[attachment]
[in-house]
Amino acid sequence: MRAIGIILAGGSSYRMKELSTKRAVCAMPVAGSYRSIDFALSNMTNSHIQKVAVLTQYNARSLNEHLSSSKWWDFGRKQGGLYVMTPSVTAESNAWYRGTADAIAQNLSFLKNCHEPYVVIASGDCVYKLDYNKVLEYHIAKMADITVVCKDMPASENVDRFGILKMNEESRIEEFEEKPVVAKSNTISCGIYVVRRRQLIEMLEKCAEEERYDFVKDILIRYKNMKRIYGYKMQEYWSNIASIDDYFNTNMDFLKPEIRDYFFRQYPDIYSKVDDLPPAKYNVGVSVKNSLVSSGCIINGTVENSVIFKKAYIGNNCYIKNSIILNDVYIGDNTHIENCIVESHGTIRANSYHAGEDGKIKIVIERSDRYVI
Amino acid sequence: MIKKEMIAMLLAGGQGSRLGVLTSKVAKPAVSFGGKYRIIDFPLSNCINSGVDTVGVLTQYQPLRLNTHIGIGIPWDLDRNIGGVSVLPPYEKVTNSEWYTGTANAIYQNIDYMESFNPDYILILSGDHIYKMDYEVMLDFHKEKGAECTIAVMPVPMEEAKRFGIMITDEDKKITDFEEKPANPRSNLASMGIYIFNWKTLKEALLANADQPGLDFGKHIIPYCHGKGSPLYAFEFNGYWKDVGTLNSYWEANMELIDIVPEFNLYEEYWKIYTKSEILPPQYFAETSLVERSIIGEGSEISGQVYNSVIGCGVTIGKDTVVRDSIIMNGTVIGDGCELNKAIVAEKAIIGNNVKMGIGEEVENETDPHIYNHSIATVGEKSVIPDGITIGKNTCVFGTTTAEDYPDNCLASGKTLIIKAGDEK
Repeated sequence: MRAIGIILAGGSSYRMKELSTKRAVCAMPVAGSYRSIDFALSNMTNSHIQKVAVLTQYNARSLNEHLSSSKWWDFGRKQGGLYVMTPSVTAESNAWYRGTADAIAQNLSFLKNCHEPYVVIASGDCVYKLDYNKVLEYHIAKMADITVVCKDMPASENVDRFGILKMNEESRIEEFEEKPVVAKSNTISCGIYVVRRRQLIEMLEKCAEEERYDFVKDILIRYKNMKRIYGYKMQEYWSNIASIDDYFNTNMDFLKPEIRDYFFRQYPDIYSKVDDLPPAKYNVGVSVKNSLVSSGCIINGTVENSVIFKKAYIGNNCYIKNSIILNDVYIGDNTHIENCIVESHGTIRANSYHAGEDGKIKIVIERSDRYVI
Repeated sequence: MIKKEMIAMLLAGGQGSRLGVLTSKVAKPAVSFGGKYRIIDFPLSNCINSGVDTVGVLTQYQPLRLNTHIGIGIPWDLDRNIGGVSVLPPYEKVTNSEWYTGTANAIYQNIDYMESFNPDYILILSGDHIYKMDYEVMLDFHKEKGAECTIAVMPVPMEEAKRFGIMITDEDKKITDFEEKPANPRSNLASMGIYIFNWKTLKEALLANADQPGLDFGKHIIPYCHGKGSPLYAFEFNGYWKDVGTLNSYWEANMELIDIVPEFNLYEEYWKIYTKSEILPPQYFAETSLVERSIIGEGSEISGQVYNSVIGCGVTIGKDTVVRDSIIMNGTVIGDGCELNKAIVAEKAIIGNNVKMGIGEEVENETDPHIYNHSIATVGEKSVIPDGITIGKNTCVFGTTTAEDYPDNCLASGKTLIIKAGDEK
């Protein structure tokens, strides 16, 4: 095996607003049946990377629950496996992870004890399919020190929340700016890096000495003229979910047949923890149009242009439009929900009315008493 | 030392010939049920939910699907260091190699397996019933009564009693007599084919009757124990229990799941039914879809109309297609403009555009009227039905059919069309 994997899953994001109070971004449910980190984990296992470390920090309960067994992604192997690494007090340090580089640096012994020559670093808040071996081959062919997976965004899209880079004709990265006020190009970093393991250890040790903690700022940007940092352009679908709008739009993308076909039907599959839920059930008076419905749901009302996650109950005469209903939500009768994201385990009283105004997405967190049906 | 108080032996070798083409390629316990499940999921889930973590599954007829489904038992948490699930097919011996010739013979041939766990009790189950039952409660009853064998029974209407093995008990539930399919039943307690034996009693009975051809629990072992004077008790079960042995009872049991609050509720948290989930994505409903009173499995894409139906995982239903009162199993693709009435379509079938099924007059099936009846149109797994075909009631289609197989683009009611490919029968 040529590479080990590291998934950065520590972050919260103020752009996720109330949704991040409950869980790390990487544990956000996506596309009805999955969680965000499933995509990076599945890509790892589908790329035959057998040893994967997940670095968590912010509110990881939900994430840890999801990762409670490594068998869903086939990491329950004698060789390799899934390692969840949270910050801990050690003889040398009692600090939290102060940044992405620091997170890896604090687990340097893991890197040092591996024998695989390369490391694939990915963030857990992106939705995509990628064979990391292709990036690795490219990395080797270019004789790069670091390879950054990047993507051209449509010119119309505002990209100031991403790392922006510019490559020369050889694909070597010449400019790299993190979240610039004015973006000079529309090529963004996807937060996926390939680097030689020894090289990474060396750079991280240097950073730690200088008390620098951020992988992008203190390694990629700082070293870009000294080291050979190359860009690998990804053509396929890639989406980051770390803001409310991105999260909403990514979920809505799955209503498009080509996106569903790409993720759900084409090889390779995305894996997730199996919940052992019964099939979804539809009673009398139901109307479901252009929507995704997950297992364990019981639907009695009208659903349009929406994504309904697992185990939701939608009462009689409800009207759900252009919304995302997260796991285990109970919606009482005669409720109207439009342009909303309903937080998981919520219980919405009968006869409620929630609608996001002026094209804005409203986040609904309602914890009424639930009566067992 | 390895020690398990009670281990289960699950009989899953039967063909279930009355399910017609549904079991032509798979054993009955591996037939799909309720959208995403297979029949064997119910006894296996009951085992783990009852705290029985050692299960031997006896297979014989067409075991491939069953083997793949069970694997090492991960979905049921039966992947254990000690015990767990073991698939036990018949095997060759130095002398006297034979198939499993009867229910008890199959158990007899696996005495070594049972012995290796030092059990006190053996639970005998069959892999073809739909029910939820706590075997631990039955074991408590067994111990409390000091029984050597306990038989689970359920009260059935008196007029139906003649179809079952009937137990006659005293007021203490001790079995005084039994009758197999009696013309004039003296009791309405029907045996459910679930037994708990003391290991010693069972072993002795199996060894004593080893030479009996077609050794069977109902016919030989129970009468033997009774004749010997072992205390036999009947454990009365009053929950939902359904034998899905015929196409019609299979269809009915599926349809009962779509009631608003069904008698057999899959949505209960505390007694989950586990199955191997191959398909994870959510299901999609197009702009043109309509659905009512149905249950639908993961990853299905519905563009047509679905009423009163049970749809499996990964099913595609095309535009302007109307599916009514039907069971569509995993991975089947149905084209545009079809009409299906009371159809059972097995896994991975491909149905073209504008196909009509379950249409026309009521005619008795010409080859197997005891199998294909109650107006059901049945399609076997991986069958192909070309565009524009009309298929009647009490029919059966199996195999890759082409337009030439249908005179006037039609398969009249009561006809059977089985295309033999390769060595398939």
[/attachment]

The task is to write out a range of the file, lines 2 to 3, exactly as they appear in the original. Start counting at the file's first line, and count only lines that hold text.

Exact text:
Amino acid sequence: MRAIGIILAGGSSYRMKELSTKRAVCAMPVAGSYRSIDFALSNMTNSHIQKVAVLTQYNARSLNEHLSSSKWWDFGRKQGGLYVMTPSVTAESNAWYRGTADAIAQNLSFLKNCHEPYVVIASGDCVYKLDYNKVLEYHIAKMADITVVCKDMPASENVDRFGILKMNEESRIEEFEEKPVVAKSNTISCGIYVVRRRQLIEMLEKCAEEERYDFVKDILIRYKNMKRIYGYKMQEYWSNIASIDDYFNTNMDFLKPEIRDYFFRQYPDIYSKVDDLPPAKYNVGVSVKNSLVSSGCIINGTVENSVIFKKAYIGNNCYIKNSIILNDVYIGDNTHIENCIVESHGTIRANSYHAGEDGKIKIVIERSDRYVI
Amino acid sequence: MIKKEMIAMLLAGGQGSRLGVLTSKVAKPAVSFGGKYRIIDFPLSNCINSGVDTVGVLTQYQPLRLNTHIGIGIPWDLDRNIGGVSVLPPYEKVTNSEWYTGTANAIYQNIDYMESFNPDYILILSGDHIYKMDYEVMLDFHKEKGAECTIAVMPVPMEEAKRFGIMITDEDKKITDFEEKPANPRSNLASMGIYIFNWKTLKEALLANADQPGLDFGKHIIPYCHGKGSPLYAFEFNGYWKDVGTLNSYWEANMELIDIVPEFNLYEEYWKIYTKSEILPPQYFAETSLVERSIIGEGSEISGQVYNSVIGCGVTIGKDTVVRDSIIMNGTVIGDGCELNKAIVAEKAIIGNNVKMGIGEEVENETDPHIYNHSIATVGEKSVIPDGITIGKNTCVFGTTTAEDYPDNCLASGKTLIIKAGDEK